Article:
Earlier this month, two songs from two different studios – Coke Studio and Velo Sound Station – were released and both created a sensation amongst the listeners, garnering millions of views in just a few hours. Both sound tracks, Na Tutteya Ve and Boom Boom feature Meesha Shafi as the lead vocalist, touching the base of two completely different genres and language. 
Where Na Tutteya Ve is in Punjabi language and a female anthem, featuring six other female artistes, Boom Boom (remake of the iconic sound track by Nazia Hassan) is a club banger, the first of its kind to be released in mainstream or commercial music stream.
The past decade has been extraordinary one in the life of Meesha Shafi. Even if you have only casual knowledge of Meesha’s music – there may be hardly anyone in Pakistan who can’t sing all the words to Jugni, a Coke Studio Season 3 release in 2010. Meesha has become not only one of the most successful female recording artistes of this decade in Pakistan, but also an unrivalled power broker who has prevailed in a volatile Pakistan music industry and brought today’s music overlords to heel with her powerful female vocals. 
This December, Meesha have had the number-one, number-two songs in Pakistan and a couple more released along the same timeline.
“It is sinking in. I have felt this feeling before, but this time it’s on a different scale. It gave me a reminder, a nostalgia, that I had experienced this kind of love and success before when Jugni came out. At that time, it was a kind of my mainstream debut and it feels like this beautiful starting and ending sort of punctuated my ten years in music,” Meesha said in an exclusive interview with Gulf Times.
She feels that music coming out of Pakistan has taken a turn towards experimentation over the last decade. “Listeners have changed, music has changed. As an artiste myself, I have explored a lot of different things, stylistically. The way I sing, the way I use my voice and play with different genres – making it audio-visual experience now for the last few years has come into play.”
After Jugni, having a theatre background Meesha ventured into acting with a few projects in the Pakistani drama industry and also making appearances in Hollywood and Bollywood productions. However, she didn’t pursue it later as keenly. 
“I didn’t pursue because sitting in Pakistan, like 95% of the scripts that are being written just do not resonate with me. I am selective towards substance,” Meesha adds, “The script writing has gone down unfortunately. I think in our dramas they are romanticising, turning it into a badge of honour, that you’re a good woman if you are putting up with the mistreatment, abuse and injustice. I don’t agree with that and I don’t want to be a part of that narrative. I think it’s an unhealthy direction to be following.”
Since 2007, Coke Studio has rapidly become one of the most influential platforms in musical media whilst winning praise from everyone who’s familiar with it, including from fans across the border in India. However, some people from within music industry form a strong opinion that such platforms stagnate the music industry. Meesha responds, “You know the idiom ‘sour grapes’? That’s it! I think it’s a case of that. I’m not saying it in a judgmental way but very factually… that I think it’s human nature to feel resentment to things you’re not included in. Don’t view things from a bitter perspective,” she adds, “Myself included, there are lists of names of artistes these very platforms have been responsible for transforming the lives of. It’s undeniable what these platforms have done for folk and regional artistes, folk instruments that we have in our South Asian heritage that were never really used previously in mainstream music. It’s not fair to say that it’s doing nothing for the artistes. Such platforms have created a complete eco system where every season new artistes are introduced, from absolutely unknown to indie, and mixes them all up. Coke Studio has especially placed Pakistani music on the global map.”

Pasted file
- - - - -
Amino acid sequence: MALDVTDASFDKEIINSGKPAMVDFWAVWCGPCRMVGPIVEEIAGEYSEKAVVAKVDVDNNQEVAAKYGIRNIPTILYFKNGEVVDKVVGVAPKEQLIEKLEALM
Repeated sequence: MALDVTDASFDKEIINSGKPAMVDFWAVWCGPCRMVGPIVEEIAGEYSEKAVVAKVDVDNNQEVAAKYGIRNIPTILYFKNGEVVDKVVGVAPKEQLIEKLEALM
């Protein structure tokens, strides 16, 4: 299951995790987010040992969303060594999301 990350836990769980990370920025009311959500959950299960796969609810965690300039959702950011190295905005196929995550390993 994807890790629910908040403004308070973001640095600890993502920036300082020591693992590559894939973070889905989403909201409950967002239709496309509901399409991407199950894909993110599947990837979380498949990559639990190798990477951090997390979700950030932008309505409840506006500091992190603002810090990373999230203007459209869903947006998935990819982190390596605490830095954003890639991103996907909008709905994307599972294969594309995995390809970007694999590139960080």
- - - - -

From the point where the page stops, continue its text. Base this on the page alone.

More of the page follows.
Talking about Na Tutteya Ve and its resonance with female empowerment in Pakistan, Shafi says, “It’s an anthem of equal rights, female empowerment and saluting the resilience of women. I’m very close to it and feel very passionate about right and wrong, moral values and what our responsibilities are as a society and as artistes. I’m very happy that (the current) season opened with such an anthem which is a work of radical-feminist poetry,” she adds, “Female empowerment in Pakistan is heading where it needs to head, gaining momentum, especially (where) younger women are becoming more and more aware about what their rights and what is not okay no matter what. And that kind of mindset is irreversible. I’m noticing that even men, their awareness is expanding and they’re cautious about what’s right and wrong. This generation is not in the mood for nonsense and it’s not gender specific. I’m a parent now and where I find myself in a situation which is not right, I don’t just want to sit and take it. Because then my kids will follow the same example. I think Na Tutteya Ve was a strong statement that even such a big mainstream show is bringing in such conversation to the forefront.”
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